Here we are at the International Boundary Line plaque, Oct. 11, 2022.
We turn around and... why aren't we looking directly halfway between the two nations' flags? Doesn't the boundary cut across the bridge at an 90° angle, perpendicular?
Hmmm, to get the boundary vs. bridge angle, we need the bridge vs. north, and boundary vs. north angles. I.e., their azimuths.
We determined the azimuth of the bridge from various aerial imagery. Note 1.
For the boundary data we went straight to the International Boundary Commission website. We then calculated, facing downstream, that the boundary proceeds 2.9° left of the perpendicular to the bridge.
I. e., standing at the plaque and looking downstream perpendicular to the bridge, we expect to be looking directly between the two flags. Each of them should be at the same angle, one to the right, one to the left. But what angles are they actually?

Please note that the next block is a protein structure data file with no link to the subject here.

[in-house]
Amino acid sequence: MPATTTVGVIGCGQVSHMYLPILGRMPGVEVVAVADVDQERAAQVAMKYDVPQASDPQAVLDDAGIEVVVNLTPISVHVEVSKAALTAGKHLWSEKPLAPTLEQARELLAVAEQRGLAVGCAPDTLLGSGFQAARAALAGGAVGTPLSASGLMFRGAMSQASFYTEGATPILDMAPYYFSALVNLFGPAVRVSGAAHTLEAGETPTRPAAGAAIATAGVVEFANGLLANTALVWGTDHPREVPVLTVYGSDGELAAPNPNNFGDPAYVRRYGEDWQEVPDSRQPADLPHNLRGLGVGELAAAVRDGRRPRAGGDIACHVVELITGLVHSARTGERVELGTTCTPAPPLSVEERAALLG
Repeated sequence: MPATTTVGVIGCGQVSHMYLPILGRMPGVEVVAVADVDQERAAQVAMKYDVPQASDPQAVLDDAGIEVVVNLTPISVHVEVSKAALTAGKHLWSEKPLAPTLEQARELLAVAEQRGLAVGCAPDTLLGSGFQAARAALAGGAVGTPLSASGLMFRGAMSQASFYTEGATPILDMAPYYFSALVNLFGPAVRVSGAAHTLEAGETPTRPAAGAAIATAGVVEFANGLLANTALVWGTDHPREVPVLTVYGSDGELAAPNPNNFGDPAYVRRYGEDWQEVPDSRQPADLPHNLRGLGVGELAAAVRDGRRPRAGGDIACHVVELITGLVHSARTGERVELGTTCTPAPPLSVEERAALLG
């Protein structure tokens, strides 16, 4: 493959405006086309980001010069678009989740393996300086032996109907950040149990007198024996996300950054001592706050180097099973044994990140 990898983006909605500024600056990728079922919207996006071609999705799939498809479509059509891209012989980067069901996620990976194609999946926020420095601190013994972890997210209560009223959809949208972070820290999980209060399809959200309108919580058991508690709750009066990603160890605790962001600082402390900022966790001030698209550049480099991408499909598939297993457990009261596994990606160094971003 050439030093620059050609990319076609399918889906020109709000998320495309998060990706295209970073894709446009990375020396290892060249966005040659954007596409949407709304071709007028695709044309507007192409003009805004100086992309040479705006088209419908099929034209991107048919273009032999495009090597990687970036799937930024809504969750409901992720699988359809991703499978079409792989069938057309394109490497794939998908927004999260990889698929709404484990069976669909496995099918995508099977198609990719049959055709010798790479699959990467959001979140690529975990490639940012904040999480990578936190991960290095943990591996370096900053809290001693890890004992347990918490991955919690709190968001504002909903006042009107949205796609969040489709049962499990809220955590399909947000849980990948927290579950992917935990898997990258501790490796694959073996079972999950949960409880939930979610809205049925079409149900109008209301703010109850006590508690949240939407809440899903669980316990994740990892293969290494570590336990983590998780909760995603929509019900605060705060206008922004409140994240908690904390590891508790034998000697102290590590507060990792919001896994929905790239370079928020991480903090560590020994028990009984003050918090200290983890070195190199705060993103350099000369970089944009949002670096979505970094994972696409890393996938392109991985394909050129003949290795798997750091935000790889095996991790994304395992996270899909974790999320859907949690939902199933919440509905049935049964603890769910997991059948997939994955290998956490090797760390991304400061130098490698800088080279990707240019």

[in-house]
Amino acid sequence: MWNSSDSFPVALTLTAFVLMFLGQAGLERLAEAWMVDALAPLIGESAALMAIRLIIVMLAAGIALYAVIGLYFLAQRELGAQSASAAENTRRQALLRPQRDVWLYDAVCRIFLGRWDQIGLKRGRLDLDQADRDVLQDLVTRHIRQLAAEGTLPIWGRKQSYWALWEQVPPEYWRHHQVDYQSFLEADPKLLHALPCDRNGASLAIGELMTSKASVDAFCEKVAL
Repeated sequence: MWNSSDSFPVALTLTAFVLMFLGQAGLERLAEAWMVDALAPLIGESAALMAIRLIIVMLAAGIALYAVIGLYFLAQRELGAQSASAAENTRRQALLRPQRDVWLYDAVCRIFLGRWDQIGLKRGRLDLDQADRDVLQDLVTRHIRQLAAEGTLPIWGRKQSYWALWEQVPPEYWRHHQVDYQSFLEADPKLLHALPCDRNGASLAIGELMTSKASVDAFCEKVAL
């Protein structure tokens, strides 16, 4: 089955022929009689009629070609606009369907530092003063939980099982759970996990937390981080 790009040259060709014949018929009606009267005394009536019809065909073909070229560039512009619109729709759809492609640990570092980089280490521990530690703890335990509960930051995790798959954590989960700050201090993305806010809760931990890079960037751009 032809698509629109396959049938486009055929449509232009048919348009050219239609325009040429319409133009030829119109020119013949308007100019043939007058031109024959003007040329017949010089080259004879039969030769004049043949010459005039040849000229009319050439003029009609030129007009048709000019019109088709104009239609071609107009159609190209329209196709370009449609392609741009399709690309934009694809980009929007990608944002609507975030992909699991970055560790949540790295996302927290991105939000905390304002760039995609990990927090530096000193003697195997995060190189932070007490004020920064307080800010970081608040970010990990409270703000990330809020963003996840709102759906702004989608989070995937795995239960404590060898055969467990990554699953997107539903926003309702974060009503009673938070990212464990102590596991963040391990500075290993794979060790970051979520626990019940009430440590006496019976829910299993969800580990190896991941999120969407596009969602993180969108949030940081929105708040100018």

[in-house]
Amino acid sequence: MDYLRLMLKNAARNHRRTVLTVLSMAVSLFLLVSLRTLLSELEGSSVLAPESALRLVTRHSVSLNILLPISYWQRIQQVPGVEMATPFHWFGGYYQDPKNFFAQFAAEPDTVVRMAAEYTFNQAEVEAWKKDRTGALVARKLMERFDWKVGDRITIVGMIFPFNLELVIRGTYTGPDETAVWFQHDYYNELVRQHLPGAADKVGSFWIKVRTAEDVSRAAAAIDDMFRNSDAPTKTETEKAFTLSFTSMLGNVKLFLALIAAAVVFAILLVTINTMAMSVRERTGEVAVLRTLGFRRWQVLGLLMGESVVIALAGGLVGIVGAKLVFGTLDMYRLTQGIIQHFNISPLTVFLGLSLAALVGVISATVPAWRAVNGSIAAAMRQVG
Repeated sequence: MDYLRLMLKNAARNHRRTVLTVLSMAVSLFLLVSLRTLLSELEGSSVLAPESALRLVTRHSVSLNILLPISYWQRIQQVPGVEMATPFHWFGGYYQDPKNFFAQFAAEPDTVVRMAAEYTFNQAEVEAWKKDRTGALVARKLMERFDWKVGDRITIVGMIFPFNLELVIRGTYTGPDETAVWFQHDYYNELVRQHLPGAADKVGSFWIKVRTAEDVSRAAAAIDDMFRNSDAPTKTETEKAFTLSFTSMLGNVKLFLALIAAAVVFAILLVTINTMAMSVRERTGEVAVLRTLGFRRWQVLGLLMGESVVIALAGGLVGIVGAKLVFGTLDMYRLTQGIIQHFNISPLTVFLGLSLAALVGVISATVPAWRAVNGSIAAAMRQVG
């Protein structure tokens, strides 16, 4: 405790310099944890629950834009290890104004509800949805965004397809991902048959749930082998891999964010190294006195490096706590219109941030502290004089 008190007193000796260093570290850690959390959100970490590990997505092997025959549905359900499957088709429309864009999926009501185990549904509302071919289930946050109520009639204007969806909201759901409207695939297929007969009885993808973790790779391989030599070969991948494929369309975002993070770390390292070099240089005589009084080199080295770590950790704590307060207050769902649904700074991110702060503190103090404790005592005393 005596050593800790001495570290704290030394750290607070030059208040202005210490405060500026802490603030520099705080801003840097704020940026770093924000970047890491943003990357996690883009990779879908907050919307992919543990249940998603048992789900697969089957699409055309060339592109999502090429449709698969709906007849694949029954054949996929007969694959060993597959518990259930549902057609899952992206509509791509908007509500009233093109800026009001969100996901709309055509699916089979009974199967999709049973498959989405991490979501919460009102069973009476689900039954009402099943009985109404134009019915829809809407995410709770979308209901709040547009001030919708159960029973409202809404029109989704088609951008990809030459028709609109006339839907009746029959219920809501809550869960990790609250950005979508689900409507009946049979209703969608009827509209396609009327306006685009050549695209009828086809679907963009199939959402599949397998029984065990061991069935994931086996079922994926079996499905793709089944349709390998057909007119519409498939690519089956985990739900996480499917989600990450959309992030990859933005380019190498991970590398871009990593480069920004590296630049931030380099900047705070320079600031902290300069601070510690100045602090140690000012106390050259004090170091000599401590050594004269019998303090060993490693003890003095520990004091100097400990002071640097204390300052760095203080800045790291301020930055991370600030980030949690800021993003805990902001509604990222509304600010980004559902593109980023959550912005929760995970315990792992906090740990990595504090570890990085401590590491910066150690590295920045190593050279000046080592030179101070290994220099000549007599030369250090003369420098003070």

We will get those angles from the aerial imagery. But wait! Where's the plaque? How are we going to be "standing at the plaque" if we can't find it on the aerial imagery?
It's a vertical feature directly below the railing. How are we going to see that on (vertical) aerial imagery?
In most aerial imagery one would need the sun coming from certain angles to make a shadow on the bridge, so we can tell where below the railing the plaque is affixed.
Note 2. Ah, but we are in luck: a lowly manhole cover comes to our rescue! We can't see the plaque on aerial imagery, but we can see the rectangular manhole cover at its feet. Photos:
So from the above photos we see the rectangular metal manhole plate on the surface of the sidewalk is 4/5ths in the USA, 1/5th in Canada. So we now know where the plaque is hiding under the railing. Ah ha.